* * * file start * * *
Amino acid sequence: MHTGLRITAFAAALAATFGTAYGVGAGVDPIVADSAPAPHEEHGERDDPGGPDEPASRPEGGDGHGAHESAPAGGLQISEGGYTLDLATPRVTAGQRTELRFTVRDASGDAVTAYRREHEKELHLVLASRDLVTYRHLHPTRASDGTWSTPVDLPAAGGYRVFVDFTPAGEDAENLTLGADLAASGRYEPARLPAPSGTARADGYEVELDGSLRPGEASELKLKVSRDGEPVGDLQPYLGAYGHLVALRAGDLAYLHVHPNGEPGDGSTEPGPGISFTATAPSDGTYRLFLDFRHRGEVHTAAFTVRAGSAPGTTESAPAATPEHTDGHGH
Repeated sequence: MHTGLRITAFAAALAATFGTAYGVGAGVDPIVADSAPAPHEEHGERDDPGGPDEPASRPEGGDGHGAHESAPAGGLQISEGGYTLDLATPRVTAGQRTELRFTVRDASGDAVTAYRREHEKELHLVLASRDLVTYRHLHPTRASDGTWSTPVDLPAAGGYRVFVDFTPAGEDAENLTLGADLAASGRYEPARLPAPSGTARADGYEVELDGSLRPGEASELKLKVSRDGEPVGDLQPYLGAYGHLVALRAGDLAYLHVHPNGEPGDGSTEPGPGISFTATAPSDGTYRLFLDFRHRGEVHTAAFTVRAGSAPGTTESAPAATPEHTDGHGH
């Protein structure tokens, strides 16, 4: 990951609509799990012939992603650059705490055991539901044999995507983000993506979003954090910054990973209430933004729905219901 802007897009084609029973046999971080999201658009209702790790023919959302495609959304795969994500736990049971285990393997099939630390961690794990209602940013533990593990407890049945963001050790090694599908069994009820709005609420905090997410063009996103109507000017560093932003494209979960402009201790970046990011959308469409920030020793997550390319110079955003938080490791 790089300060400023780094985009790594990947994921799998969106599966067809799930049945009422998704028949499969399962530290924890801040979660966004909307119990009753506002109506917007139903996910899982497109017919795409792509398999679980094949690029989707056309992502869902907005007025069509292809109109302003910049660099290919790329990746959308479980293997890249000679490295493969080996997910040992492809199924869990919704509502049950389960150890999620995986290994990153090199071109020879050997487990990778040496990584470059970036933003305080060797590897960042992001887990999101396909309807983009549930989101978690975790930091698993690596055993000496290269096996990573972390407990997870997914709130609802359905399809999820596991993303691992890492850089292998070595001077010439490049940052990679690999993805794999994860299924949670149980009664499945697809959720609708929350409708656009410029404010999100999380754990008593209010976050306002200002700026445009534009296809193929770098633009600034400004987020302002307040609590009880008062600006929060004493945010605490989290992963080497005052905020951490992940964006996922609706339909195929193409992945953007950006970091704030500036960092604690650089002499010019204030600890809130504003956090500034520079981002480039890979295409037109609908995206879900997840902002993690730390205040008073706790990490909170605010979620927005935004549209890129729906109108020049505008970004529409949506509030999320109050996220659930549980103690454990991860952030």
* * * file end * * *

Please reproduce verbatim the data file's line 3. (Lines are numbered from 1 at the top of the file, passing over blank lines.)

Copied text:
């Protein structure tokens, strides 16, 4: 990951609509799990012939992603650059705490055991539901044999995507983000993506979003954090910054990973209430933004729905219901 802007897009084609029973046999971080999201658009209702790790023919959302495609959304795969994500736990049971285990393997099939630390961690794990209602940013533990593990407890049945963001050790090694599908069994009820709005609420905090997410063009996103109507000017560093932003494209979960402009201790970046990011959308469409920030020793997550390319110079955003938080490791 790089300060400023780094985009790594990947994921799998969106599966067809799930049945009422998704028949499969399962530290924890801040979660966004909307119990009753506002109506917007139903996910899982497109017919795409792509398999679980094949690029989707056309992502869902907005007025069509292809109109302003910049660099290919790329990746959308479980293997890249000679490295493969080996997910040992492809199924869990919704509502049950389960150890999620995986290994990153090199071109020879050997487990990778040496990584470059970036933003305080060797590897960042992001887990999101396909309807983009549930989101978690975790930091698993690596055993000496290269096996990573972390407990997870997914709130609802359905399809999820596991993303691992890492850089292998070595001077010439490049940052990679690999993805794999994860299924949670149980009664499945697809959720609708929350409708656009410029404010999100999380754990008593209010976050306002200002700026445009534009296809193929770098633009600034400004987020302002307040609590009880008062600006929060004493945010605490989290992963080497005052905020951490992940964006996922609706339909195929193409992945953007950006970091704030500036960092604690650089002499010019204030600890809130504003956090500034520079981002480039890979295409037109609908995206879900997840902002993690730390205040008073706790990490909170605010979620927005935004549209890129729906109108020049505008970004529409949506509030999320109050996220659930549980103690454990991860952030």